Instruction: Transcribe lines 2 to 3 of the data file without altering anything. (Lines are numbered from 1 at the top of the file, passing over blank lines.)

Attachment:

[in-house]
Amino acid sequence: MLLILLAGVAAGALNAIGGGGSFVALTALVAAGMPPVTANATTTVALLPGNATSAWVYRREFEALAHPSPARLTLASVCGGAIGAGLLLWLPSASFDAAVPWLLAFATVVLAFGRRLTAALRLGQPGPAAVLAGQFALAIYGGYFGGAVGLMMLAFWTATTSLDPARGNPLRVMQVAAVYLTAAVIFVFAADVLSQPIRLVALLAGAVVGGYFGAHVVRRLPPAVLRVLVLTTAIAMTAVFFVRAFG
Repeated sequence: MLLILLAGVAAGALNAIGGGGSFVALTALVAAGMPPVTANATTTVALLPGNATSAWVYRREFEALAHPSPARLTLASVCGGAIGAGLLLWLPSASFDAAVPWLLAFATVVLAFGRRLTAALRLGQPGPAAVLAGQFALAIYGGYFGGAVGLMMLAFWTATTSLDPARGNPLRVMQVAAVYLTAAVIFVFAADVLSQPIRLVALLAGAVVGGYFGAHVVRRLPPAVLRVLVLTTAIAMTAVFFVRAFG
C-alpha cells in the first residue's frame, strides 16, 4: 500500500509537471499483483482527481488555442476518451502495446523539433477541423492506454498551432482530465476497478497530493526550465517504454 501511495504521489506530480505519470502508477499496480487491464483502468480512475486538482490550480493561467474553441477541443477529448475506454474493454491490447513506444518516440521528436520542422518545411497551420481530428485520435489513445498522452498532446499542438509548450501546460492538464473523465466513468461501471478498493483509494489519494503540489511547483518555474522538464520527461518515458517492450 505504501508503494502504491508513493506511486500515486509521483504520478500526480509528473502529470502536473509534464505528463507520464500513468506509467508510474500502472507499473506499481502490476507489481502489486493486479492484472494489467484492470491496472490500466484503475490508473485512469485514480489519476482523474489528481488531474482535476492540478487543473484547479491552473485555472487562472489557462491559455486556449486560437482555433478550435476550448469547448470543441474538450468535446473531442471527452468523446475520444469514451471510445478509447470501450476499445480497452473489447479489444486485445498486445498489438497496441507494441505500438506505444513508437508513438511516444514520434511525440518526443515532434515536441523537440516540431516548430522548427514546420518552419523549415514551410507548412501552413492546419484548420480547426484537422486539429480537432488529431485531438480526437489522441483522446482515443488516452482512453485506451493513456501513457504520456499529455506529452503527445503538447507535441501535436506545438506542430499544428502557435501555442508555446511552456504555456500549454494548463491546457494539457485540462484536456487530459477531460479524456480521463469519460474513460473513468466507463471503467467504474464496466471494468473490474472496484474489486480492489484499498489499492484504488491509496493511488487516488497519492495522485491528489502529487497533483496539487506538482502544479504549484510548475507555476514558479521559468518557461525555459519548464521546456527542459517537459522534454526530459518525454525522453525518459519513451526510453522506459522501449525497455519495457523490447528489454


Amino acid sequence: MLLILLAGVAAGALNAIGGGGSFVALTALVAAGMPPVTANATTTVALLPGNATSAWVYRREFEALAHPSPARLTLASVCGGAIGAGLLLWLPSASFDAAVPWLLAFATVVLAFGRRLTAALRLGQPGPAAVLAGQFALAIYGGYFGGAVGLMMLAFWTATTSLDPARGNPLRVMQVAAVYLTAAVIFVFAADVLSQPIRLVALLAGAVVGGYFGAHVVRRLPPAVLRVLVLTTAIAMTAVFFVRAFG
Repeated sequence: MLLILLAGVAAGALNAIGGGGSFVALTALVAAGMPPVTANATTTVALLPGNATSAWVYRREFEALAHPSPARLTLASVCGGAIGAGLLLWLPSASFDAAVPWLLAFATVVLAFGRRLTAALRLGQPGPAAVLAGQFALAIYGGYFGGAVGLMMLAFWTATTSLDPARGNPLRVMQVAAVYLTAAVIFVFAADVLSQPIRLVALLAGAVVGGYFGAHVVRRLPPAVLRVLVLTTAIAMTAVFFVRAFG